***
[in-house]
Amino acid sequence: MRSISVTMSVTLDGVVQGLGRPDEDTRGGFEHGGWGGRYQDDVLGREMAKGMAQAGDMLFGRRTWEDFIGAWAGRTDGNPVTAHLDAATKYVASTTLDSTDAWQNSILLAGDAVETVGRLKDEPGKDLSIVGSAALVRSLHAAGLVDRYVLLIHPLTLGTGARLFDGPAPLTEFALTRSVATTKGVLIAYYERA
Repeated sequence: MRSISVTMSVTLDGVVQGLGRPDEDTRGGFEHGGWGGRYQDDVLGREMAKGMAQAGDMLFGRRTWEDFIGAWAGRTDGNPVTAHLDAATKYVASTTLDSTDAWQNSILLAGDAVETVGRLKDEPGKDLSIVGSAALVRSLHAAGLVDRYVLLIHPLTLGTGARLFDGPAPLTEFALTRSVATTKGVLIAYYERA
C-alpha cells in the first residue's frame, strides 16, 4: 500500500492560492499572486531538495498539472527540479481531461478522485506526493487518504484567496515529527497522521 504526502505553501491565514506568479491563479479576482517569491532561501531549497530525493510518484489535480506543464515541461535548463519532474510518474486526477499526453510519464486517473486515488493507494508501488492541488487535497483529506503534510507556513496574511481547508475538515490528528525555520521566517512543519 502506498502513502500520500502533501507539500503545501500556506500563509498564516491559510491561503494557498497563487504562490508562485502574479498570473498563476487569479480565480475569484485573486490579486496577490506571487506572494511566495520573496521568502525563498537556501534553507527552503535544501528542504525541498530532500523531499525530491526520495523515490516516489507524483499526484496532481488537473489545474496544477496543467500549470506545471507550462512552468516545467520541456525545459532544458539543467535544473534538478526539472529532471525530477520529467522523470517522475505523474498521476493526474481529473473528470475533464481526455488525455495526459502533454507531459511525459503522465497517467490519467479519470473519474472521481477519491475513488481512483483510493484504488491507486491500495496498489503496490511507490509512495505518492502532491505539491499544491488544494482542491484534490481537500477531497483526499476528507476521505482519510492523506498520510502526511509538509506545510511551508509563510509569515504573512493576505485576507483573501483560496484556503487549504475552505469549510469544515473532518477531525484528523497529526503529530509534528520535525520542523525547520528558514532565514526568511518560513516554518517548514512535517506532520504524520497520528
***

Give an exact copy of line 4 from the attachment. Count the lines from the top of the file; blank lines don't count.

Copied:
C-alpha cells in the first residue's frame, strides 16, 4: 500500500492560492499572486531538495498539472527540479481531461478522485506526493487518504484567496515529527497522521 504526502505553501491565514506568479491563479479576482517569491532561501531549497530525493510518484489535480506543464515541461535548463519532474510518474486526477499526453510519464486517473486515488493507494508501488492541488487535497483529506503534510507556513496574511481547508475538515490528528525555520521566517512543519 502506498502513502500520500502533501507539500503545501500556506500563509498564516491559510491561503494557498497563487504562490508562485502574479498570473498563476487569479480565480475569484485573486490579486496577490506571487506572494511566495520573496521568502525563498537556501534553507527552503535544501528542504525541498530532500523531499525530491526520495523515490516516489507524483499526484496532481488537473489545474496544477496543467500549470506545471507550462512552468516545467520541456525545459532544458539543467535544473534538478526539472529532471525530477520529467522523470517522475505523474498521476493526474481529473473528470475533464481526455488525455495526459502533454507531459511525459503522465497517467490519467479519470473519474472521481477519491475513488481512483483510493484504488491507486491500495496498489503496490511507490509512495505518492502532491505539491499544491488544494482542491484534490481537500477531497483526499476528507476521505482519510492523506498520510502526511509538509506545510511551508509563510509569515504573512493576505485576507483573501483560496484556503487549504475552505469549510469544515473532518477531525484528523497529526503529530509534528520535525520542523525547520528558514532565514526568511518560513516554518517548514512535517506532520504524520497520528